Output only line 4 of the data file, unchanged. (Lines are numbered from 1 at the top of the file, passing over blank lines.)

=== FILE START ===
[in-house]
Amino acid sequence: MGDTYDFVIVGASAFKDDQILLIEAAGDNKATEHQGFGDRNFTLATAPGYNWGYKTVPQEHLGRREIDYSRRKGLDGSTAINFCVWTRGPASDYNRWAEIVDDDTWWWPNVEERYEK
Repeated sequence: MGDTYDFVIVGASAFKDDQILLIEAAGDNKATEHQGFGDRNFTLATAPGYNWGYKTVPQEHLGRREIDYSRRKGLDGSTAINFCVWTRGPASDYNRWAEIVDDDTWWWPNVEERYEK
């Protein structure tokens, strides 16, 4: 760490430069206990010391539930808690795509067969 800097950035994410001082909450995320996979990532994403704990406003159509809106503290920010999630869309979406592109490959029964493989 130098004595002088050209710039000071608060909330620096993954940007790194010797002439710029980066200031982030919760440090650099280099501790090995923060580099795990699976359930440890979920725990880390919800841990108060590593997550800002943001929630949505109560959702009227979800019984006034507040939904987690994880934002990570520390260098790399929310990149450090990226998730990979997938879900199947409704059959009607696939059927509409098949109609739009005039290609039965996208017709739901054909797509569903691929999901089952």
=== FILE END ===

């Protein structure tokens, strides 16, 4: 760490430069206990010391539930808690795509067969 800097950035994410001082909450995320996979990532994403704990406003159509809106503290920010999630869309979406592109490959029964493989 130098004595002088050209710039000071608060909330620096993954940007790194010797002439710029980066200031982030919760440090650099280099501790090995923060580099795990699976359930440890979920725990880390919800841990108060590593997550800002943001929630949505109560959702009227979800019984006034507040939904987690994880934002990570520390260098790399929310990149450090990226998730990979997938879900199947409704059959009607696939059927509409098949109609739009005039290609039965996208017709739901054909797509569903691929999901089952």